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'Not Bartlett's'

Edited by Elise Lufkin

Helen Marx Books, $16.95

Billed as "Thoughts on the Pleasures of Life: People, Love, Gardens, Dogs and More," this cleverly titled book is compiled by a lover of reading.

The leading quote on the jacket is from Mark Twain: "The difference between the right word and the almost right word is the difference between lightning and the lightning bug."

It's a quote book with an elegant, quirky tone, demonstrated by this from writer Margaret Atwood: "Gardening is not a rational act. What matters is the immersion of the hands in the earth, that ancient ceremony of which the Pope kissing the tarmac is merely a pallid vestigial remnant. In the spring, at the end of the day, you should smell like dirt."

If you don't like it, you can always go back to "Bartlett's Quotations" — but it is much larger. —Dennis Lythgoe

'I Never Saw Paris'

By Harry I. Freund

Carroll and Graf, $23

This little novel, written by a prominent businessman and philanthropist, is about Irving Caldman, a 64-year-old businessman who is killed along with three other pedestrians in Manhattan, when a sleeping driver's car jumps the curb.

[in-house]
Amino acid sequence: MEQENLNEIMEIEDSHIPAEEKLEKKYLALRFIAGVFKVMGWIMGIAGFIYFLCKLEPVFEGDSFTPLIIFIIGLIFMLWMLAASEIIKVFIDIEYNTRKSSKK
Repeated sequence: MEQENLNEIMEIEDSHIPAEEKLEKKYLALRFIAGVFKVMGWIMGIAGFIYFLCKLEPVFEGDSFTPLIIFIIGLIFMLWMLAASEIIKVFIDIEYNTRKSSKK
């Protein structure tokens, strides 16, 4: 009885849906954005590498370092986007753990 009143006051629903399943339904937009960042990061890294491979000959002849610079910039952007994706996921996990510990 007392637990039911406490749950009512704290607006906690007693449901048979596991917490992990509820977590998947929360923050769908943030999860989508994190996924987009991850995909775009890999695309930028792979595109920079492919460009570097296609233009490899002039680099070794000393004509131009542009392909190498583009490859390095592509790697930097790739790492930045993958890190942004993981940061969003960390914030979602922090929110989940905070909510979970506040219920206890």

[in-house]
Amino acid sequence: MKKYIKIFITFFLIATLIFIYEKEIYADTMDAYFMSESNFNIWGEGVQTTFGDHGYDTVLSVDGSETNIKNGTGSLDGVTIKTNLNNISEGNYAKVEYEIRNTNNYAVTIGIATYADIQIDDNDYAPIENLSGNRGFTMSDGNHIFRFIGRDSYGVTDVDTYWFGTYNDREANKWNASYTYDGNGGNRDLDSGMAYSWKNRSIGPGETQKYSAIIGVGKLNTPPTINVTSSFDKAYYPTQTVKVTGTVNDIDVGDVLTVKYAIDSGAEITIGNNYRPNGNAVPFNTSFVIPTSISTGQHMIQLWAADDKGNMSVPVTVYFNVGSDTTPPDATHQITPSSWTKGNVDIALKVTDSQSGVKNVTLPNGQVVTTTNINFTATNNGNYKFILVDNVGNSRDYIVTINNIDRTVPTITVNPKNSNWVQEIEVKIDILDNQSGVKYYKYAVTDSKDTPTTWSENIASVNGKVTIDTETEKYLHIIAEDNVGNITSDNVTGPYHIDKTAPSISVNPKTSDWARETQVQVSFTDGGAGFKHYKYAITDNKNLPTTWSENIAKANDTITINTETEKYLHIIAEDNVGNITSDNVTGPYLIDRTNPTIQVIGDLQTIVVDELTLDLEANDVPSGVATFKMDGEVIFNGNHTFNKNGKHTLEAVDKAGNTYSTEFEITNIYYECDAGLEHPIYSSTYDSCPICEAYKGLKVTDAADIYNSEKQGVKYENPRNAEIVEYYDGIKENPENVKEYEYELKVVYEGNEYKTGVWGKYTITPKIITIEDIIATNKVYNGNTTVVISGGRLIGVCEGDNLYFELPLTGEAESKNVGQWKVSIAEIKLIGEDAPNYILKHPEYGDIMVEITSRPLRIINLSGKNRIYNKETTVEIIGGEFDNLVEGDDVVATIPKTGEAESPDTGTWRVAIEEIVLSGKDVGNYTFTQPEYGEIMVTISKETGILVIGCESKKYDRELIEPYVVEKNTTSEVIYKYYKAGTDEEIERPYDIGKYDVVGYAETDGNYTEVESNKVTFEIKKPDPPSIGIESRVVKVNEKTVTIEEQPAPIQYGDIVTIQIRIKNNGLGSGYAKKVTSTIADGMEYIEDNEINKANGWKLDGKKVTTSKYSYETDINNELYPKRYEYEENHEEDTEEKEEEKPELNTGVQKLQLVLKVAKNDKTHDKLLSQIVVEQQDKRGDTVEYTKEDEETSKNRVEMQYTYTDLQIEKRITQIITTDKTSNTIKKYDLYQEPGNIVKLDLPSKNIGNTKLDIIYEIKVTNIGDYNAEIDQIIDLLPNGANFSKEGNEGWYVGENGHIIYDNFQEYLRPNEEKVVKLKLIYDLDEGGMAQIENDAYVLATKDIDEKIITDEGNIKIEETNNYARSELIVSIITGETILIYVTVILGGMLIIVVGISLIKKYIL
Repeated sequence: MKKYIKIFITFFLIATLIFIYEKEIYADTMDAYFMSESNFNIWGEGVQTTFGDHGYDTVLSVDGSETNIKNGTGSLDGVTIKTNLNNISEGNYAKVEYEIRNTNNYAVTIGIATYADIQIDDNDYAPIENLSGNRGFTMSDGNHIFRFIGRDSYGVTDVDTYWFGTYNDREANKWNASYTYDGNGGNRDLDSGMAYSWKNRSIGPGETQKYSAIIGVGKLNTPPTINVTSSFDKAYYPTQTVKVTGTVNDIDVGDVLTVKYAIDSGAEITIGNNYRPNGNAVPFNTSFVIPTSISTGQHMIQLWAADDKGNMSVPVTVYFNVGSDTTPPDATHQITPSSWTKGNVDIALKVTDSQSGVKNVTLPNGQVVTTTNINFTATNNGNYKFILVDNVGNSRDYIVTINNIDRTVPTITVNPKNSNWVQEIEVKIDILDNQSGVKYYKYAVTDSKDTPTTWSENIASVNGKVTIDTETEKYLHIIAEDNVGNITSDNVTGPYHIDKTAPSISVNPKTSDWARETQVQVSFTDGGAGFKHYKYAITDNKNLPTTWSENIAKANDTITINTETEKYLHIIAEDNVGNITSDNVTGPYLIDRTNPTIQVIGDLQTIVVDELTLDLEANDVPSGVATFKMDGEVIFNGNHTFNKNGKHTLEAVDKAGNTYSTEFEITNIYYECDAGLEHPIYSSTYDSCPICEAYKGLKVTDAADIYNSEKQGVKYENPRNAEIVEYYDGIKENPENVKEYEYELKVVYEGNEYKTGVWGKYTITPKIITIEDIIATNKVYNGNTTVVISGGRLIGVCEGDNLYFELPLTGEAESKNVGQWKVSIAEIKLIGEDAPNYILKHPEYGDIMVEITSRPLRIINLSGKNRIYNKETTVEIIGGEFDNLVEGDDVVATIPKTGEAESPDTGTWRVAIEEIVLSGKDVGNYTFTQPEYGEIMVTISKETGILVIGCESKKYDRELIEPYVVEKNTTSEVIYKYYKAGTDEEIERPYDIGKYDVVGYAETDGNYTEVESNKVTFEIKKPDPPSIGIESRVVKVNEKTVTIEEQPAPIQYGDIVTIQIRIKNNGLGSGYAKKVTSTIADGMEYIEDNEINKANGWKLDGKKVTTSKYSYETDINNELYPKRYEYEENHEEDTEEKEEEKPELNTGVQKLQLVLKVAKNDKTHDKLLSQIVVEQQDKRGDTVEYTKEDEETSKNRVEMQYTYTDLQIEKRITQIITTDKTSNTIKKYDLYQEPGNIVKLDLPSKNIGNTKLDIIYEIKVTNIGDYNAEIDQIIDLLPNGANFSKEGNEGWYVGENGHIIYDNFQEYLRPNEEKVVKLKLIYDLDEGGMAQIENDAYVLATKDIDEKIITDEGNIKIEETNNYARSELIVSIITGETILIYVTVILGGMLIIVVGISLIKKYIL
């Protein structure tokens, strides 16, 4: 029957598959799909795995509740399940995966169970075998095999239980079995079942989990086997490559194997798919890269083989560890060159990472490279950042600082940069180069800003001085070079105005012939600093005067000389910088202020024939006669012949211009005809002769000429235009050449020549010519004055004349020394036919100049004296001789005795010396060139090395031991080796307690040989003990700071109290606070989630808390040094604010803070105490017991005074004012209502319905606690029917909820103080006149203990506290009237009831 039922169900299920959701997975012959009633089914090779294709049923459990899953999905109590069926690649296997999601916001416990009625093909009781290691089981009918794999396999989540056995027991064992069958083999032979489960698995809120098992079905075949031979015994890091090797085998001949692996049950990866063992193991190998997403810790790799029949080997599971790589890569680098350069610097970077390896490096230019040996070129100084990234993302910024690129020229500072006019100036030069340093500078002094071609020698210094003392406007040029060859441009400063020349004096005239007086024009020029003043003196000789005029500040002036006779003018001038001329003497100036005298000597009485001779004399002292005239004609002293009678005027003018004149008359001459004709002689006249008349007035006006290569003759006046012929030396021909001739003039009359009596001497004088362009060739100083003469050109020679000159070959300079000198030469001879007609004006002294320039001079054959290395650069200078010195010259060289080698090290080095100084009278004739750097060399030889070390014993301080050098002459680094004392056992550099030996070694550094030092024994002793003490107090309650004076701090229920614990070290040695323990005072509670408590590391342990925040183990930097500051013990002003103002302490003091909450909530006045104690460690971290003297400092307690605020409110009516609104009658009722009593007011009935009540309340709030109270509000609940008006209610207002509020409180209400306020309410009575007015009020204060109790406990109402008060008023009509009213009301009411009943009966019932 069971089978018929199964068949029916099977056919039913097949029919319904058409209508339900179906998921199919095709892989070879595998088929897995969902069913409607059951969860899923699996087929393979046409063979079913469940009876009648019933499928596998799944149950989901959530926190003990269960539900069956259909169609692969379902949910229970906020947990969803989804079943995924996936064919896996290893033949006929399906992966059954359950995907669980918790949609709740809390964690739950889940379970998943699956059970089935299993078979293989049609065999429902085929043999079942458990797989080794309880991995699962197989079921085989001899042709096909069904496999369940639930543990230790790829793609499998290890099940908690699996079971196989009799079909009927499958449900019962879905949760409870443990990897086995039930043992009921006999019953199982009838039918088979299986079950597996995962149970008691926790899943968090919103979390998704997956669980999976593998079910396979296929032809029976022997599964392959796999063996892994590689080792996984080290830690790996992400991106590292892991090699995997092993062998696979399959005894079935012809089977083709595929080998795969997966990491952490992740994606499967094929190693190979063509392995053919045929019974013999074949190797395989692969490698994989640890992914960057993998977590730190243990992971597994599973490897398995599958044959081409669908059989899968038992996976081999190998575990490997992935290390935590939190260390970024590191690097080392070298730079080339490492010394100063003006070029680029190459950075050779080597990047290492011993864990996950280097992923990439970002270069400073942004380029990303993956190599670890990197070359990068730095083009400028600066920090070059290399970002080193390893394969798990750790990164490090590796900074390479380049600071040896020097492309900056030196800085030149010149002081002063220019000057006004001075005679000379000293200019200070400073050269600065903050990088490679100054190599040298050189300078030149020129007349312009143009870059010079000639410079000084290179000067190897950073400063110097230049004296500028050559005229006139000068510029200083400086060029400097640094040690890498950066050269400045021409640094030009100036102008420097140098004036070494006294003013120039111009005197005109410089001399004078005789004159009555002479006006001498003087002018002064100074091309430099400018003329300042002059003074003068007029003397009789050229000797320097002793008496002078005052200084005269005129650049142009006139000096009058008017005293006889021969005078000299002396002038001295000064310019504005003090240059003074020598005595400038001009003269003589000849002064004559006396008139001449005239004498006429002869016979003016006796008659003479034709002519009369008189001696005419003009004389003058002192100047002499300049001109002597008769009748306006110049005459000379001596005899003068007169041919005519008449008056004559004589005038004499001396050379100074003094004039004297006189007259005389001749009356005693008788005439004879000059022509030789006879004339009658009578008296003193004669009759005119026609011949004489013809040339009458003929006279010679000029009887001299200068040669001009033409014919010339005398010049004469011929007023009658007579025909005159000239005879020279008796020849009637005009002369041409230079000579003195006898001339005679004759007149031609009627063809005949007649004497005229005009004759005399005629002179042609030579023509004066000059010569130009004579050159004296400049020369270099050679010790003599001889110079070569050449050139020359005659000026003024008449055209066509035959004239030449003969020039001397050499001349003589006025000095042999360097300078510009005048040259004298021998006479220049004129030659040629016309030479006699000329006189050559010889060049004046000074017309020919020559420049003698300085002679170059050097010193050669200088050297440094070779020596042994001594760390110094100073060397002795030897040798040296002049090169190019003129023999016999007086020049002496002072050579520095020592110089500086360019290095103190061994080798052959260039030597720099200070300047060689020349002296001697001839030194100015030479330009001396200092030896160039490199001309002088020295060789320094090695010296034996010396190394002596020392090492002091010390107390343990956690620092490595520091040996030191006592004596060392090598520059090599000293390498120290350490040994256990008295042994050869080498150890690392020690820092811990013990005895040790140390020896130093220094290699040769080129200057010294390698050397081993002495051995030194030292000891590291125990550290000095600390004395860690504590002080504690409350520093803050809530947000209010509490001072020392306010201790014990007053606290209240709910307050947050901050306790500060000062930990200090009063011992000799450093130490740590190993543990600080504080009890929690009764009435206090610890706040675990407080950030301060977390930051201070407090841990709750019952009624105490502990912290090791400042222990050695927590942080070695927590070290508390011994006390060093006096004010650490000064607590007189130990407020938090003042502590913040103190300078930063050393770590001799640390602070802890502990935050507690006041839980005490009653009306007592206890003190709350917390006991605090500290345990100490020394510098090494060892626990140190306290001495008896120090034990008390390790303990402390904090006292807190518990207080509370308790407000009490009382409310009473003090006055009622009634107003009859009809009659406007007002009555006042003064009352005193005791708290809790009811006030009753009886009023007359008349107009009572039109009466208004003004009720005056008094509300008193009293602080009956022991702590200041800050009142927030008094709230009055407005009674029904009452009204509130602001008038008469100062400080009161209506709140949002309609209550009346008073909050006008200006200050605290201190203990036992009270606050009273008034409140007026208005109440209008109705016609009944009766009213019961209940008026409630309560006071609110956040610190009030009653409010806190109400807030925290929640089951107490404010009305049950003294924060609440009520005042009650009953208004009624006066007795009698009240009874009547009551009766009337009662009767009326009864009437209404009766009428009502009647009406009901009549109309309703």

Instead of carrying out his plan to visit Paris, Caldman ascends, presumably to heaven, along with a personal shopper in her 50s, a grandmother, a male interior decorator and a candy-store owner. An angel named Malakh welcomes them and then they individually recount their lives as they wait for the judgment.

This is an intriguing, light treatment of the importance of life. —Dennis Lythgoe

'Raising a Self-Disciplined Child'

By Robert Brooks and Sam Goldstein

McGraw-Hill, $22.95

Two academics — Brooks from Harvard and Goldstein from the University of Utah — have written a book that helps parents instill self-discipline in their children. They suggest a number of "strategies," such as:

• Think of discipline as coming from the word, "disciple."

• Practice empathy, trying to see the world through children's eyes.

• The right kind of discipline can promote resilience.

• Remember the need for "unconditional love."

• Compliment children when they do something right.

• Talk to children to help them solve problems.

• Spanking just increases a child's anger and hostility. —Dennis Lythgoe